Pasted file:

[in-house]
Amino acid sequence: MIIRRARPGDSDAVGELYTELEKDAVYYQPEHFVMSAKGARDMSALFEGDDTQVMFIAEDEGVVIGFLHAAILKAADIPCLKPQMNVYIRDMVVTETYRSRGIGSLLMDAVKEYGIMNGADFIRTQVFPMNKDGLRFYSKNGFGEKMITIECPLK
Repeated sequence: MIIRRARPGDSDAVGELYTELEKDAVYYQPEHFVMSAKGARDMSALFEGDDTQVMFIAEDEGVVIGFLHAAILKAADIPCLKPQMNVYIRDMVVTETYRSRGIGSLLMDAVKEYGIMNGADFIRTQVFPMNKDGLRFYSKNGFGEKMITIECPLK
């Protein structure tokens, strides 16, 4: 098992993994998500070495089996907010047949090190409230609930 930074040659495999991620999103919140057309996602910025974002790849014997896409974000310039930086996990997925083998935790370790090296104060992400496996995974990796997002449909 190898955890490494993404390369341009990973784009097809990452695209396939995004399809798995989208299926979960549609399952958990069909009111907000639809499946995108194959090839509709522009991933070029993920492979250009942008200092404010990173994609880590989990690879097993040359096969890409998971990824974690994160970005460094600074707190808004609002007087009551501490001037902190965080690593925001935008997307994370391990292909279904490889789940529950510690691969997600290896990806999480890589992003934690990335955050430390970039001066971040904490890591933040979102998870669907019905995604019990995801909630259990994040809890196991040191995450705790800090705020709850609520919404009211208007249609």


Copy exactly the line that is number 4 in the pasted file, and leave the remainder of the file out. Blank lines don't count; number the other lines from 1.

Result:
């Protein structure tokens, strides 16, 4: 098992993994998500070495089996907010047949090190409230609930 930074040659495999991620999103919140057309996602910025974002790849014997896409974000310039930086996990997925083998935790370790090296104060992400496996995974990796997002449909 190898955890490494993404390369341009990973784009097809990452695209396939995004399809798995989208299926979960549609399952958990069909009111907000639809499946995108194959090839509709522009991933070029993920492979250009942008200092404010990173994609880590989990690879097993040359096969890409998971990824974690994160970005460094600074707190808004609002007087009551501490001037902190965080690593925001935008997307994370391990292909279904490889789940529950510690691969997600290896990806999480890589992003934690990335955050430390970039001066971040904490890591933040979102998870669907019905995604019990995801909630259990994040809890196991040191995450705790800090705020709850609520919404009211208007249609």